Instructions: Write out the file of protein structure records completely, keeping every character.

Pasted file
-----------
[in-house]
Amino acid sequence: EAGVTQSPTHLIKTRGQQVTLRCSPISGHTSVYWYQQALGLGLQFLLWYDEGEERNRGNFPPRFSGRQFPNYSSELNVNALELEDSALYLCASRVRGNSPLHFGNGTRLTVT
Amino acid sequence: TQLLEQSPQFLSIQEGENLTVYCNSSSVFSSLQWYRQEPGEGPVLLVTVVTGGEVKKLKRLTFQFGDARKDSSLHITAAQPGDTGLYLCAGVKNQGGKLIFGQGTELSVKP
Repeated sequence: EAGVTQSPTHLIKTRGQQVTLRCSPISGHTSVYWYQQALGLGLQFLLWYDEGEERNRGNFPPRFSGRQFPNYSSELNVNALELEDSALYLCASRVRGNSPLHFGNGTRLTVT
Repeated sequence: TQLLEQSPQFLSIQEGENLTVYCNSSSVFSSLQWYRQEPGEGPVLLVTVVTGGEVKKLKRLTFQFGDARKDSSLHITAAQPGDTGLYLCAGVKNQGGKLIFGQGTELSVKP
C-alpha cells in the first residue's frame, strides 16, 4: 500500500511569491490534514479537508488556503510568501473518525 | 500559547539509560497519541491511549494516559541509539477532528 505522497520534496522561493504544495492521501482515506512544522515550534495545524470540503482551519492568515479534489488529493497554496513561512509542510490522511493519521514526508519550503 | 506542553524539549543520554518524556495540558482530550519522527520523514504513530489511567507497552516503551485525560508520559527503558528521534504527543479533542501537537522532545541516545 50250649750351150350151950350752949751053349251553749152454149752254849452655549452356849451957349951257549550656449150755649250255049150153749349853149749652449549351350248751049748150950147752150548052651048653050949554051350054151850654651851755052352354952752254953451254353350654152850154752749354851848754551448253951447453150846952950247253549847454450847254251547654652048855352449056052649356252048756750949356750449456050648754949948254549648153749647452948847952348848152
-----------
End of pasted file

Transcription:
[in-house]
Amino acid sequence: EAGVTQSPTHLIKTRGQQVTLRCSPISGHTSVYWYQQALGLGLQFLLWYDEGEERNRGNFPPRFSGRQFPNYSSELNVNALELEDSALYLCASRVRGNSPLHFGNGTRLTVT
Amino acid sequence: TQLLEQSPQFLSIQEGENLTVYCNSSSVFSSLQWYRQEPGEGPVLLVTVVTGGEVKKLKRLTFQFGDARKDSSLHITAAQPGDTGLYLCAGVKNQGGKLIFGQGTELSVKP
Repeated sequence: EAGVTQSPTHLIKTRGQQVTLRCSPISGHTSVYWYQQALGLGLQFLLWYDEGEERNRGNFPPRFSGRQFPNYSSELNVNALELEDSALYLCASRVRGNSPLHFGNGTRLTVT
Repeated sequence: TQLLEQSPQFLSIQEGENLTVYCNSSSVFSSLQWYRQEPGEGPVLLVTVVTGGEVKKLKRLTFQFGDARKDSSLHITAAQPGDTGLYLCAGVKNQGGKLIFGQGTELSVKP
C-alpha cells in the first residue's frame, strides 16, 4: 500500500511569491490534514479537508488556503510568501473518525 | 500559547539509560497519541491511549494516559541509539477532528 505522497520534496522561493504544495492521501482515506512544522515550534495545524470540503482551519492568515479534489488529493497554496513561512509542510490522511493519521514526508519550503 | 506542553524539549543520554518524556495540558482530550519522527520523514504513530489511567507497552516503551485525560508520559527503558528521534504527543479533542501537537522532545541516545 50250649750351150350151950350752949751053349251553749152454149752254849452655549452356849451957349951257549550656449150755649250255049150153749349853149749652449549351350248751049748150950147752150548052651048653050949554051350054151850654651851755052352354952752254953451254353350654152850154752749354851848754551448253951447453150846952950247253549847454450847254251547654652048855352449056052649356252048756750949356750449456050648754949948254549648153749647452948847952348848152